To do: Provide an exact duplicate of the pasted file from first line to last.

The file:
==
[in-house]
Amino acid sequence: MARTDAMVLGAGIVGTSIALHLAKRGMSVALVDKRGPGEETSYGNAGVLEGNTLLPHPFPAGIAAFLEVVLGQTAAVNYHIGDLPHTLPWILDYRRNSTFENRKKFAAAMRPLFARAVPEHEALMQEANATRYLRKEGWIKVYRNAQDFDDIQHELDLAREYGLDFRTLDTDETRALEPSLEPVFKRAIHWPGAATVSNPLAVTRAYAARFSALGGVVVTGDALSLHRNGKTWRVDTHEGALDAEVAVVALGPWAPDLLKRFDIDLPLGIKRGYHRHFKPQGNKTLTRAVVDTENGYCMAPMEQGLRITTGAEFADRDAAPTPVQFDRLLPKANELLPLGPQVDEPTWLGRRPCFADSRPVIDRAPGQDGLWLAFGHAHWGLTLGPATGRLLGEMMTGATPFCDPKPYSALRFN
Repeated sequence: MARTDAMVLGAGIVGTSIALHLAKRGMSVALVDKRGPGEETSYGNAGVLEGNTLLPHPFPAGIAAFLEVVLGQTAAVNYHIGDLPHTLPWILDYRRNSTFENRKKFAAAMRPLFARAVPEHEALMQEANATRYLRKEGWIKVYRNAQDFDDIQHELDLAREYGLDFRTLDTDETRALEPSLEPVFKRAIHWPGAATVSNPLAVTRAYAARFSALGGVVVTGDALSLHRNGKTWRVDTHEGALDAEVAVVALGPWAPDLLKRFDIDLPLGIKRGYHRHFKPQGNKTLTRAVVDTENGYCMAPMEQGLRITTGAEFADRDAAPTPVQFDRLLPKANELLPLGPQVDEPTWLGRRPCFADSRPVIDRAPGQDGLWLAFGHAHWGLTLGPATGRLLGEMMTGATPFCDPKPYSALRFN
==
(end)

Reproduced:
[in-house]
Amino acid sequence: MARTDAMVLGAGIVGTSIALHLAKRGMSVALVDKRGPGEETSYGNAGVLEGNTLLPHPFPAGIAAFLEVVLGQTAAVNYHIGDLPHTLPWILDYRRNSTFENRKKFAAAMRPLFARAVPEHEALMQEANATRYLRKEGWIKVYRNAQDFDDIQHELDLAREYGLDFRTLDTDETRALEPSLEPVFKRAIHWPGAATVSNPLAVTRAYAARFSALGGVVVTGDALSLHRNGKTWRVDTHEGALDAEVAVVALGPWAPDLLKRFDIDLPLGIKRGYHRHFKPQGNKTLTRAVVDTENGYCMAPMEQGLRITTGAEFADRDAAPTPVQFDRLLPKANELLPLGPQVDEPTWLGRRPCFADSRPVIDRAPGQDGLWLAFGHAHWGLTLGPATGRLLGEMMTGATPFCDPKPYSALRFN
Repeated sequence: MARTDAMVLGAGIVGTSIALHLAKRGMSVALVDKRGPGEETSYGNAGVLEGNTLLPHPFPAGIAAFLEVVLGQTAAVNYHIGDLPHTLPWILDYRRNSTFENRKKFAAAMRPLFARAVPEHEALMQEANATRYLRKEGWIKVYRNAQDFDDIQHELDLAREYGLDFRTLDTDETRALEPSLEPVFKRAIHWPGAATVSNPLAVTRAYAARFSALGGVVVTGDALSLHRNGKTWRVDTHEGALDAEVAVVALGPWAPDLLKRFDIDLPLGIKRGYHRHFKPQGNKTLTRAVVDTENGYCMAPMEQGLRITTGAEFADRDAAPTPVQFDRLLPKANELLPLGPQVDEPTWLGRRPCFADSRPVIDRAPGQDGLWLAFGHAHWGLTLGPATGRLLGEMMTGATPFCDPKPYSALRFN